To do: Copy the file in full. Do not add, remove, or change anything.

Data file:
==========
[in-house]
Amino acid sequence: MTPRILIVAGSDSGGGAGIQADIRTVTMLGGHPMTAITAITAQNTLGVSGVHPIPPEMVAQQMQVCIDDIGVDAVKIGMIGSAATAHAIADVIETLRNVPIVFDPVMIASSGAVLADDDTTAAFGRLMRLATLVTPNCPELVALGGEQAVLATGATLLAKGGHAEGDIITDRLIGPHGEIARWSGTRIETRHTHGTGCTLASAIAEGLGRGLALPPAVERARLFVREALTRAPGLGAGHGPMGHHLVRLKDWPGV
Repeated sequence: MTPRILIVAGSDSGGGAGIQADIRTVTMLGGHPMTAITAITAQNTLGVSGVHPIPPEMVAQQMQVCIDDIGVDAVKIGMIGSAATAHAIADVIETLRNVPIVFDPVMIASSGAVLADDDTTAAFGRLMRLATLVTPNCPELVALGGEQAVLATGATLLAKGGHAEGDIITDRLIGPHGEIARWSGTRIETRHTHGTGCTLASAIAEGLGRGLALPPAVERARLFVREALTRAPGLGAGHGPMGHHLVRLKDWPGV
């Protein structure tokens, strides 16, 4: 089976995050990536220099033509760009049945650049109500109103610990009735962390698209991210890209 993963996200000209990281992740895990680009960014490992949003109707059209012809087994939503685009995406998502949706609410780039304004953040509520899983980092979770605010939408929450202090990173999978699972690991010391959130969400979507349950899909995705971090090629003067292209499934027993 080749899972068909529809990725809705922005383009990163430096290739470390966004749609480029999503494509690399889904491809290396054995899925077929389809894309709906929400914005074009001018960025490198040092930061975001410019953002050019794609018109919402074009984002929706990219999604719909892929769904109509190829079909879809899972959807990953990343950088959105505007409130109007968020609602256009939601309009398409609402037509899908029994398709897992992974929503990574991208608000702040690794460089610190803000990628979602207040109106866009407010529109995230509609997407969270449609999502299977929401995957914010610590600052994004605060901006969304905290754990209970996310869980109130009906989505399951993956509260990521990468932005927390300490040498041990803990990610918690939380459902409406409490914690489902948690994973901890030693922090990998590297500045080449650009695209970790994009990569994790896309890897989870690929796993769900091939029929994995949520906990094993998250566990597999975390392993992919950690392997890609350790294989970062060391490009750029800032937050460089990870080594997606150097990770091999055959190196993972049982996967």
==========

[in-house]
Amino acid sequence: MTPRILIVAGSDSGGGAGIQADIRTVTMLGGHPMTAITAITAQNTLGVSGVHPIPPEMVAQQMQVCIDDIGVDAVKIGMIGSAATAHAIADVIETLRNVPIVFDPVMIASSGAVLADDDTTAAFGRLMRLATLVTPNCPELVALGGEQAVLATGATLLAKGGHAEGDIITDRLIGPHGEIARWSGTRIETRHTHGTGCTLASAIAEGLGRGLALPPAVERARLFVREALTRAPGLGAGHGPMGHHLVRLKDWPGV
Repeated sequence: MTPRILIVAGSDSGGGAGIQADIRTVTMLGGHPMTAITAITAQNTLGVSGVHPIPPEMVAQQMQVCIDDIGVDAVKIGMIGSAATAHAIADVIETLRNVPIVFDPVMIASSGAVLADDDTTAAFGRLMRLATLVTPNCPELVALGGEQAVLATGATLLAKGGHAEGDIITDRLIGPHGEIARWSGTRIETRHTHGTGCTLASAIAEGLGRGLALPPAVERARLFVREALTRAPGLGAGHGPMGHHLVRLKDWPGV
């Protein structure tokens, strides 16, 4: 089976995050990536220099033509760009049945650049109500109103610990009735962390698209991210890209 993963996200000209990281992740895990680009960014490992949003109707059209012809087994939503685009995406998502949706609410780039304004953040509520899983980092979770605010939408929450202090990173999978699972690991010391959130969400979507349950899909995705971090090629003067292209499934027993 080749899972068909529809990725809705922005383009990163430096290739470390966004749609480029999503494509690399889904491809290396054995899925077929389809894309709906929400914005074009001018960025490198040092930061975001410019953002050019794609018109919402074009984002929706990219999604719909892929769904109509190829079909879809899972959807990953990343950088959105505007409130109007968020609602256009939601309009398409609402037509899908029994398709897992992974929503990574991208608000702040690794460089610190803000990628979602207040109106866009407010529109995230509609997407969270449609999502299977929401995957914010610590600052994004605060901006969304905290754990209970996310869980109130009906989505399951993956509260990521990468932005927390300490040498041990803990990610918690939380459902409406409490914690489902948690994973901890030693922090990998590297500045080449650009695209970790994009990569994790896309890897989870690929796993769900091939029929994995949520906990094993998250566990597999975390392993992919950690392997890609350790294989970062060391490009750029800032937050460089990870080594997606150097990770091999055959190196993972049982996967």